The SSA does not take into consideration any money you bring in from outside sources such as interest, investment, or gifts when looking at SGA for SSDI. However, low earnings do not necessarily constitute low SGA. For example, if you are working as a substitute teacher, you can still be found as doing SGA though you are not likely getting paid very much, or very regularly.

In that example, your low-income rate is not due to being disabled, but rather due to the on-call nature of your job. In this same vein, volunteer activities could also be considered SGA if they are something that could be considered a paying job, even if irregular, or non-paying. The fact that others earn a living doing the work could leave the impression that you are not incapacitated from doing the same.

On the other side of the coin, high earnings do not necessarily mean you were doing SGA either. For instance, if you are working under certain special circumstances, your wage might not have any correlation with your incapacity. Here are some examples:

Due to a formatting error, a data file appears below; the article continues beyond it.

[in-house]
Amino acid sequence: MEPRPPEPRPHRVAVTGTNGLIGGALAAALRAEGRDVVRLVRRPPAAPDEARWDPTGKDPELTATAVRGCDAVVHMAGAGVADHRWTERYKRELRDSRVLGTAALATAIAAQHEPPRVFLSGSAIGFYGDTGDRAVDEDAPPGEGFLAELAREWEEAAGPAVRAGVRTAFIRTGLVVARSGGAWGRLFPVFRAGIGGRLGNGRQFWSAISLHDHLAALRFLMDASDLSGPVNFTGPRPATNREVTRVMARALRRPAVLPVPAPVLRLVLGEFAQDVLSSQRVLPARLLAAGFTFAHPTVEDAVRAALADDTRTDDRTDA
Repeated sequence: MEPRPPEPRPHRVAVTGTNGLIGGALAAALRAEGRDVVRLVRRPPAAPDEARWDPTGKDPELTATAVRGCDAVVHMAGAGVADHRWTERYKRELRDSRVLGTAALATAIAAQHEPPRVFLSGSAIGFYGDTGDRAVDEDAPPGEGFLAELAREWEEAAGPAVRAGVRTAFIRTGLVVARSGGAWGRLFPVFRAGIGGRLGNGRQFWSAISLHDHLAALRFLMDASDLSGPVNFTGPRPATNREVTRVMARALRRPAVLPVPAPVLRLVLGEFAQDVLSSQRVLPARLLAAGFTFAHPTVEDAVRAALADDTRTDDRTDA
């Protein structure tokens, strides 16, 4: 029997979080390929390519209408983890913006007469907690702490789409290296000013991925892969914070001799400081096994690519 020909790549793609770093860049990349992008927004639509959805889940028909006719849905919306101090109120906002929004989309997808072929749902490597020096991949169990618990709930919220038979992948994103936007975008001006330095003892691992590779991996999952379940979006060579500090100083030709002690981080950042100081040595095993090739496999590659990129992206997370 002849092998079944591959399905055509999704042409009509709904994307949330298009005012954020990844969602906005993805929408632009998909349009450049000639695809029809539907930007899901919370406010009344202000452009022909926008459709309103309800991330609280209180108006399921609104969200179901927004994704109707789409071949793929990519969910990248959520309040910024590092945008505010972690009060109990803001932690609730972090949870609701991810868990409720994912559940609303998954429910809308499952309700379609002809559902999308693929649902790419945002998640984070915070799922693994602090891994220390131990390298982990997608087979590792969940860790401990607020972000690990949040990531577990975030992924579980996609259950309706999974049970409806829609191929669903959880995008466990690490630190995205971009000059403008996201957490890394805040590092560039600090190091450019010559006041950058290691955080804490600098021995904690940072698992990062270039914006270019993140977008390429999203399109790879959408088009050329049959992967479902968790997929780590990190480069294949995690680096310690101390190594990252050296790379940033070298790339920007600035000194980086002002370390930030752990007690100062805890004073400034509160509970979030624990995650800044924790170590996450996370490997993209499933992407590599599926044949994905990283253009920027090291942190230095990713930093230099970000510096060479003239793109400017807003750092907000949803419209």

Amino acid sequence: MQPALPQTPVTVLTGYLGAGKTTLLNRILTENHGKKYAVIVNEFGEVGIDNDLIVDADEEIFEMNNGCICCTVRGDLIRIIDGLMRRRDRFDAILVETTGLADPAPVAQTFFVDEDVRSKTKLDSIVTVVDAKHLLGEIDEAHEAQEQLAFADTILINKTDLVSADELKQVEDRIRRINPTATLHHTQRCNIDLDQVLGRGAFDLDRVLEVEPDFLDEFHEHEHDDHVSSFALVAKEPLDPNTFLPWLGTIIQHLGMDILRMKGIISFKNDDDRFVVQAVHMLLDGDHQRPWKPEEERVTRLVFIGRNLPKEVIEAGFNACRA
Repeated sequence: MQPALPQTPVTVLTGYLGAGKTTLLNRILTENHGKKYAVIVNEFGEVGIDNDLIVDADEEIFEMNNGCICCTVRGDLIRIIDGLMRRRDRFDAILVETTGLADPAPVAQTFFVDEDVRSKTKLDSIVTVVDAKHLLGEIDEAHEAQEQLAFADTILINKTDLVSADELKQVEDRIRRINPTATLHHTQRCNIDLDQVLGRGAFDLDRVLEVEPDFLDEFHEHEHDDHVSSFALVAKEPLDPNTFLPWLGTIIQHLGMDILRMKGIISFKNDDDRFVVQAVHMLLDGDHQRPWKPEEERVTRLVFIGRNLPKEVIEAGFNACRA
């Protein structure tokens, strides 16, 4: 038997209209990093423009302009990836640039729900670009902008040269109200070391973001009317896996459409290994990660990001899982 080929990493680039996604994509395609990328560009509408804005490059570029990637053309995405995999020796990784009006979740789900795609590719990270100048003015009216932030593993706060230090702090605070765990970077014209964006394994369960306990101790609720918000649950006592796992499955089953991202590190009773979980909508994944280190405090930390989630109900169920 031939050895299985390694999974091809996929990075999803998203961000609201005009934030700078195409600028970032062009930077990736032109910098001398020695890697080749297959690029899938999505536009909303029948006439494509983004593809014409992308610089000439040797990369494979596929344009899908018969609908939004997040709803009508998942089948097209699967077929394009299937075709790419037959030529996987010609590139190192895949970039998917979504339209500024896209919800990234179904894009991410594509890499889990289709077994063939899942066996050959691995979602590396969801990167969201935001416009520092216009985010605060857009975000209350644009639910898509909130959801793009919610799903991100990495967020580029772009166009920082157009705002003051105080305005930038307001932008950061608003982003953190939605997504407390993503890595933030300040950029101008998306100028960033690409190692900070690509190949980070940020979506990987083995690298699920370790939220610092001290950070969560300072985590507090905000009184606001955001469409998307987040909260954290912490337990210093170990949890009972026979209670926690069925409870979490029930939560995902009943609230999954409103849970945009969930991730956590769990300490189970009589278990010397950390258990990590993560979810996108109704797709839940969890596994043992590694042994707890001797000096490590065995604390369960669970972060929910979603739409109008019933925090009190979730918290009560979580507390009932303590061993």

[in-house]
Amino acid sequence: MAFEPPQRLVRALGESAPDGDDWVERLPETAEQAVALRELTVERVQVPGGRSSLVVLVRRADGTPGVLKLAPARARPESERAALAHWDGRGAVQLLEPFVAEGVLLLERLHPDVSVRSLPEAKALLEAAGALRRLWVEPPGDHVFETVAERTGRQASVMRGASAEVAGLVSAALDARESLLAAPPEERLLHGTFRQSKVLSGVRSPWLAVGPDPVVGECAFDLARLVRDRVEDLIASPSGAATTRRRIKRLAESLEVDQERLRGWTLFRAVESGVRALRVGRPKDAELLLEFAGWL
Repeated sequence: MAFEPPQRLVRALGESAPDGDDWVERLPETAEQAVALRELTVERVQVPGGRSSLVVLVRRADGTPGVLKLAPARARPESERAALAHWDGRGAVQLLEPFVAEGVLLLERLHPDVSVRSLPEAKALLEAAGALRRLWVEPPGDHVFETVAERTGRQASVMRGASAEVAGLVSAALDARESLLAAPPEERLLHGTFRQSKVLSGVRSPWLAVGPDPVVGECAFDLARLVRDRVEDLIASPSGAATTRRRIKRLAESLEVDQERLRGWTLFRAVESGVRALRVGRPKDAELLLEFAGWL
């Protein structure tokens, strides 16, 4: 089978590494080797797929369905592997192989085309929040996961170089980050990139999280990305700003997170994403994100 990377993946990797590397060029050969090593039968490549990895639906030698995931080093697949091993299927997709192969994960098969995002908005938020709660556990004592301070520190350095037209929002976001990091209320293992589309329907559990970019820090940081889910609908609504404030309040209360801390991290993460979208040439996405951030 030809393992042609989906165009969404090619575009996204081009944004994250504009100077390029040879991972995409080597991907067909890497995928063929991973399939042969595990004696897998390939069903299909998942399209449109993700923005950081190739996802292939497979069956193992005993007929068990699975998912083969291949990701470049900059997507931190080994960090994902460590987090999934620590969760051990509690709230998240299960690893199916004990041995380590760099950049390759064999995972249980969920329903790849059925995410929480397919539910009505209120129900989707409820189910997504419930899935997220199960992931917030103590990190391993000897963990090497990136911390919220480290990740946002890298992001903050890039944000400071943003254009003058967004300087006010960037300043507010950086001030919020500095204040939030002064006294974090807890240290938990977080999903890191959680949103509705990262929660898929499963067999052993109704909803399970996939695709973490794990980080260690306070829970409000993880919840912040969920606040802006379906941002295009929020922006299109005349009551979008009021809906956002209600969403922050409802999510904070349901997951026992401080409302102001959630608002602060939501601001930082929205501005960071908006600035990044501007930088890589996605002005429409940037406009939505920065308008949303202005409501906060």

• You required assistance for co-workers to complete your tasks
  • You were able to take a frequent rest break or able to work irregular hours
  • Special equipment was provided to assist you in your tasks
  • Work was assigned specifically to you based on your disability
  • You relied on other people to transport you to and from work
  • A lower standard of productivity or efficiency was allowed due to your disability

Incapacity and SGA

You can probably see at this point how the SSA looks at SGA to define “incapacitated” and apply it to your situation or to state that you are not incapacitated. If the SSA sees that you are making SGA, your claim will be likely be denied barring special circumstances (as listed above). This is the point where you want to reach out for help if you have not done so already.